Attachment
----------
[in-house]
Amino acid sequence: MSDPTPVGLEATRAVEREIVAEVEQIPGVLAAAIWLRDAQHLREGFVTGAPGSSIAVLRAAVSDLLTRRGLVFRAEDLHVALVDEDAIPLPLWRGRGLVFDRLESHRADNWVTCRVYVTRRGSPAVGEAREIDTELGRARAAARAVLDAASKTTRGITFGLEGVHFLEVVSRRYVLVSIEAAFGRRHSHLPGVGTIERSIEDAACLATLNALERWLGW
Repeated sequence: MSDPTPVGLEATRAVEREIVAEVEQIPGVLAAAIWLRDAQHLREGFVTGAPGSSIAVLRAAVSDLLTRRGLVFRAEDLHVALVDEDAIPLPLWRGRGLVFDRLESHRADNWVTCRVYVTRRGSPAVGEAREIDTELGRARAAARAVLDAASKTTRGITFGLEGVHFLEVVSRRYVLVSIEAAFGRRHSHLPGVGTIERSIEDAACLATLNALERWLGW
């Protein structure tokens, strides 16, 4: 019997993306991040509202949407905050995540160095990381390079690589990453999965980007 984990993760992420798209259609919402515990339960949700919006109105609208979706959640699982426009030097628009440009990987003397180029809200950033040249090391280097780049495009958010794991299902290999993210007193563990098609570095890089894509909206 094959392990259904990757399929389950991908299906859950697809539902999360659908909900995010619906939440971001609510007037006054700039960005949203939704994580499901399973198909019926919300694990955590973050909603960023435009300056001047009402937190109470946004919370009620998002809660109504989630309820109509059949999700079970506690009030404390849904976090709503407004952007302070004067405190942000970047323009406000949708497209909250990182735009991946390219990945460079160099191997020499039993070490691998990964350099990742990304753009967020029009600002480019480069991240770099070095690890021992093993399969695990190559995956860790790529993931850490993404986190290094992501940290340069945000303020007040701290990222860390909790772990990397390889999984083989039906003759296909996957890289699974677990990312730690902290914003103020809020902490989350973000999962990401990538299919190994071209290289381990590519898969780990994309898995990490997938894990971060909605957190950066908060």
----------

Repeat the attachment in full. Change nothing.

[in-house]
Amino acid sequence: MSDPTPVGLEATRAVEREIVAEVEQIPGVLAAAIWLRDAQHLREGFVTGAPGSSIAVLRAAVSDLLTRRGLVFRAEDLHVALVDEDAIPLPLWRGRGLVFDRLESHRADNWVTCRVYVTRRGSPAVGEAREIDTELGRARAAARAVLDAASKTTRGITFGLEGVHFLEVVSRRYVLVSIEAAFGRRHSHLPGVGTIERSIEDAACLATLNALERWLGW
Repeated sequence: MSDPTPVGLEATRAVEREIVAEVEQIPGVLAAAIWLRDAQHLREGFVTGAPGSSIAVLRAAVSDLLTRRGLVFRAEDLHVALVDEDAIPLPLWRGRGLVFDRLESHRADNWVTCRVYVTRRGSPAVGEAREIDTELGRARAAARAVLDAASKTTRGITFGLEGVHFLEVVSRRYVLVSIEAAFGRRHSHLPGVGTIERSIEDAACLATLNALERWLGW
């Protein structure tokens, strides 16, 4: 019997993306991040509202949407905050995540160095990381390079690589990453999965980007 984990993760992420798209259609919402515990339960949700919006109105609208979706959640699982426009030097628009440009990987003397180029809200950033040249090391280097780049495009958010794991299902290999993210007193563990098609570095890089894509909206 094959392990259904990757399929389950991908299906859950697809539902999360659908909900995010619906939440971001609510007037006054700039960005949203939704994580499901399973198909019926919300694990955590973050909603960023435009300056001047009402937190109470946004919370009620998002809660109504989630309820109509059949999700079970506690009030404390849904976090709503407004952007302070004067405190942000970047323009406000949708497209909250990182735009991946390219990945460079160099191997020499039993070490691998990964350099990742990304753009967020029009600002480019480069991240770099070095690890021992093993399969695990190559995956860790790529993931850490993404986190290094992501940290340069945000303020007040701290990222860390909790772990990397390889999984083989039906003759296909996957890289699974677990990312730690902290914003103020809020902490989350973000999962990401990538299919190994071209290289381990590519898969780990994309898995990490997938894990971060909605957190950066908060």